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Keith Tanner
Keith Tanner MegaDork
2/11/22 11:12 a.m.
Tony Sestito said:

It's funny, what most of us consider "Classic" (myself included) and what many kids consider "Classic" might be starkly different. 

Let's take my 19 year old gearhead nephew. Last year, he set on a quest to buy a "Classic".  He wanted something he could buy, tinker on, and cruise in reliably and safely. I started sending him a menagerie of interesting old vehicles, some of which he looked at and passed on for various reasons. After months and months of this, he called me and told me he bought something. His "Classic":



A 1995 Mercedes 300D. I mean, I remember when W124's were new or slightly used. I started driving myself around in 1998, so these were basically new cars the rich people in town drove around. But guess what? This was built 27 years ago! The last of its breed, and the first with the OM606 diesel mill. It's older than him (he was born in 2002) and when driving it today, it really feels like something from a bygone era, but modern enough to be safe. And it's old enough that parts are relatively cheap and the buy-in was very affordable. 

And you know what? Yup, it's a "Classic".

I think the Germans call these "Youngtimers". And as for the "modern enough to be safe", refer to the Nissan vs Nissan video. It's amazing how far crash protection has come. We think of it as having plateaued, but it hasn't. Still a far cry from the safety levels of what we think a "classic" is.

I think your nephew chose pretty well :) It's the equivalent to me buying an early MGB for my first car, and that sure would have been a classic at the time.

stuart in mn
stuart in mn MegaDork
2/11/22 3:20 p.m.
flat4_5spd said:
DrBoost said:

The thing about the old Impala video is you can see rust from (probably) the frame just pouring down at the impact. No doubt that can isn't as age as todays, but a rusty frame is going to make a difference. 

I see what you're talking about. I guess there have been other comments, the IIHS says this: 

David Zuby, the senior vice president at the institute’s crash-test center in Virginia. He explained that when the institute went looking for a 1959 Bel Air to crash-test there was one thing the organization didn’t want and some things it did.

“We didn’t want to crash a museum piece,” Mr. Zuby said. “We were not looking for one that had been restored for museum or show quality.” But the vehicle had to have a solid structure, although a little surface rust would be acceptable.

They found what they wanted in Indiana. “The frame was sound and all the body panels were sound,” he said. It had a 3.9-liter 6-cylinder engine and was in driving condition.

The car was bought for about $8,500 and had about 74,000 miles on the odometer, which was broken. It was trucked to the test center in Virginia.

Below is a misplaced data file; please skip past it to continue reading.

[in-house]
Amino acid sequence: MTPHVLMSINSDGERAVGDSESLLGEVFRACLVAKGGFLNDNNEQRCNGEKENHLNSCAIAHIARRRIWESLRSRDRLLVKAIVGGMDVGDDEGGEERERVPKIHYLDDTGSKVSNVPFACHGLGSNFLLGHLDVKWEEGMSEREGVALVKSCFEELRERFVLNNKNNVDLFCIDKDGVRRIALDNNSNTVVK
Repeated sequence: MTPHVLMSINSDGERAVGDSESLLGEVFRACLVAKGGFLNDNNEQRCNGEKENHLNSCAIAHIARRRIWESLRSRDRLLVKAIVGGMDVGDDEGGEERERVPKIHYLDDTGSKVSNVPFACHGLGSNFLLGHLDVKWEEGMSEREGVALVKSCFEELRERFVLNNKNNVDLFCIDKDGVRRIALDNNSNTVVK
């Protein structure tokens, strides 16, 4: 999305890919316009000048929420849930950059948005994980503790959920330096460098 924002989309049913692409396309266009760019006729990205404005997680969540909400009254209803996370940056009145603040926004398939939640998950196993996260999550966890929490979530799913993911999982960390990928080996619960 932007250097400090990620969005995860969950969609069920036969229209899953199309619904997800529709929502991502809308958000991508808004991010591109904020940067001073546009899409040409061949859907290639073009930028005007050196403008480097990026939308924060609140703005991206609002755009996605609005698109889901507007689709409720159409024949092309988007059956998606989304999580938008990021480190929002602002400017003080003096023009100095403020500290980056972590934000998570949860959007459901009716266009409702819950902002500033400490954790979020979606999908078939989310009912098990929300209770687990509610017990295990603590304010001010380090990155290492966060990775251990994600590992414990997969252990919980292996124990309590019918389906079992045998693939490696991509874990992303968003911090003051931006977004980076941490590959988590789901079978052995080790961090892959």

Mr. Zuby said the cloud that shows in the crash video wasn’t rust. “Most of that is road dirt that accumulates in nooks and crannies that you can’t get it,” he said.

It would be interesting to see a cut section of the frame to see what kind of shape it was in post crash, but I don't have a hard time believing that an X-frame car offers poor crash protection. 

Shortly after that video first came out, the guy who they bought the car from was interviewed.  He confirmed it was a very nice rust free car, and he was pretty pissed about what they did with it...he didn't know it was going to be used in a crash test.

thedoc
thedoc HalfDork
2/11/22 4:01 p.m.

In reply to Aaron_King :

You just made me think of my bug eyed sprite and midget days.  I look at those cars now and cannot believe I ever commuted in them.  I remember one trip in the winter where I drove while inside a sleeping bag.  Granted I was super young, but I think if I saw my kids in something like that, there would be free decent beater purchased, asap.  Maybe I'm a hypocrite, my son is dailying my 2004 f150 heritage while he waits for his 2002 subaru to be done.

flat4_5spd
flat4_5spd Reader
2/11/22 4:05 p.m.
stuart in mn said:
flat4_5spd said:
DrBoost said:

The thing about the old Impala video is you can see rust from (probably) the frame just pouring down at the impact. No doubt that can isn't as age as todays, but a rusty frame is going to make a difference. 

I see what you're talking about. I guess there have been other comments, the IIHS says this: 

David Zuby, the senior vice president at the institute’s crash-test center in Virginia. He explained that when the institute went looking for a 1959 Bel Air to crash-test there was one thing the organization didn’t want and some things it did.

“We didn’t want to crash a museum piece,” Mr. Zuby said. “We were not looking for one that had been restored for museum or show quality.” But the vehicle had to have a solid structure, although a little surface rust would be acceptable.

They found what they wanted in Indiana. “The frame was sound and all the body panels were sound,” he said. It had a 3.9-liter 6-cylinder engine and was in driving condition.

The car was bought for about $8,500 and had about 74,000 miles on the odometer, which was broken. It was trucked to the test center in Virginia.

Mr. Zuby said the cloud that shows in the crash video wasn’t rust. “Most of that is road dirt that accumulates in nooks and crannies that you can’t get it,” he said.

It would be interesting to see a cut section of the frame to see what kind of shape it was in post crash, but I don't have a hard time believing that an X-frame car offers poor crash protection. 

Shortly after that video first came out, the guy who they bought the car from was interviewed.  He confirmed it was a very nice rust free car, and he was pretty pissed about what they did with it...he didn't know it was going to be used in a crash test.